Residents warning over threat to wildlife to make way for new Blackpool council houses

Woodland which will be lost
Woodland which will be lost
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Angry residents claim an area of wildlife is being sacrificed for social housing.

A scheme to demolish flats at Troutbeck Crescent on Mereside and replace them with 75 new homes has been given the go ahead but will mean the loss of woodland on the estate.

Artist's impression of the new homes on Troutbeck Crescent

Artist's impression of the new homes on Troutbeck Crescent

But developers, who will build the properties on behalf of Blackpool Coastal Housing which manages council houses on behalf of the council, say they will transplant up to 140 trees into new landscaping.

However residents warned older trees from woodland between Clifton Road and Preston New Road will still be lost.

Judy Furnival told a meeting of the council's planning committee the area had been a bog until a major tree-planting initiative in 2013.

She said: "With the planting of trees over six years that area is nearly dry.

Troutbeck Crescent flats boarded up ready for demolition

Troutbeck Crescent flats boarded up ready for demolition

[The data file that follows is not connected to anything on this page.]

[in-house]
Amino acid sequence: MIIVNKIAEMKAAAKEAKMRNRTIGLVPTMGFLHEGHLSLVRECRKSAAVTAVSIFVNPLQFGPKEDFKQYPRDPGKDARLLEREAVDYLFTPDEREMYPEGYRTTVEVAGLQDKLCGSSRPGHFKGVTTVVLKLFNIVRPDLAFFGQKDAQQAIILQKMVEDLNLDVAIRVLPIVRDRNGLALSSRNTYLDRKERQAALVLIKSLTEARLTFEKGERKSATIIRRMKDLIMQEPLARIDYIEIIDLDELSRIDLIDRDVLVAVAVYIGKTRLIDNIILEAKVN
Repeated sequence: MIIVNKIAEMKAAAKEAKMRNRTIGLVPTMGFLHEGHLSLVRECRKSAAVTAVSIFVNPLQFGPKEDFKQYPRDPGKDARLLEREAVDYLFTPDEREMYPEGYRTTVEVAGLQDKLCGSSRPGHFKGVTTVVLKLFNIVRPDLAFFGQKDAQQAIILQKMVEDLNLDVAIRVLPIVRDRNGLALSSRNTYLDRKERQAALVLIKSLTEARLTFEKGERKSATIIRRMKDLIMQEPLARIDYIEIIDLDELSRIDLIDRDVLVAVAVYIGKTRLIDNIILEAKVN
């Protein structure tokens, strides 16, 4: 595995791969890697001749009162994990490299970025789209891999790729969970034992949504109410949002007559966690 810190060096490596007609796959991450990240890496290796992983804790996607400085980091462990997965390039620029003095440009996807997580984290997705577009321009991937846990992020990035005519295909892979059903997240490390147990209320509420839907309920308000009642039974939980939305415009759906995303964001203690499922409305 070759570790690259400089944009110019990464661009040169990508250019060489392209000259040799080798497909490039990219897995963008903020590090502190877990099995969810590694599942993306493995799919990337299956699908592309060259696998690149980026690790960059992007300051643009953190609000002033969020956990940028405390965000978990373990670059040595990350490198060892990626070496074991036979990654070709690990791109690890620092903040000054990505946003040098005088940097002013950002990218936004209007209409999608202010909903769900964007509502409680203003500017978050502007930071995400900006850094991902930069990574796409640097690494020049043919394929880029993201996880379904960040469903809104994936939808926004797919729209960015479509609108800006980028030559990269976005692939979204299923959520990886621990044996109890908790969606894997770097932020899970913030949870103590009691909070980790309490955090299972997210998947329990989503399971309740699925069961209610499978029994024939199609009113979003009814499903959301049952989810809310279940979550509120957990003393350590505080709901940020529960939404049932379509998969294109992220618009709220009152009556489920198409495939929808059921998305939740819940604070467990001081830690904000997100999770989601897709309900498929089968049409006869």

"It has built into quite a nice forest and we have a lot of wildlife including birds, owls, mice and foxes.

"It also acts as a barrier to pollution from the main road.

"Some of the trees we have are mature 40-year-old trees and it is proposed that most of these beautiful trees will go.

"We're not against the houses but this area is built on a lake and it is wet."

A report to the planning committee said the trees had been assessed and it had been found "the development would require the removal of two moderate quality trees, one moderate quality group, three low quality trees, four low quality groups and part of two further low quality groups.

"Additionally, one group considered unsuitable for retention is recommended for removal due to poor structural condition. "

However the report adds the landscaping scheme proposes some of the young trees are relocated while there will also be additional tree-planting.

Claire Parker, representing architects Cassidy and Ashton, said: "Around 140 trees have been identified as suitable to be transplanted at the moment, and this will be supplemented by further planting."

Planning committee chairman Coun David Owen said he hoped the transplanting scheme would be able to save as much vegetation as possible especially as the council has now adopted its Green and Blue Strategy aimed at increasing tree coverage in the town.

The committee approved the application and developers are expected to be on site by the end of the year.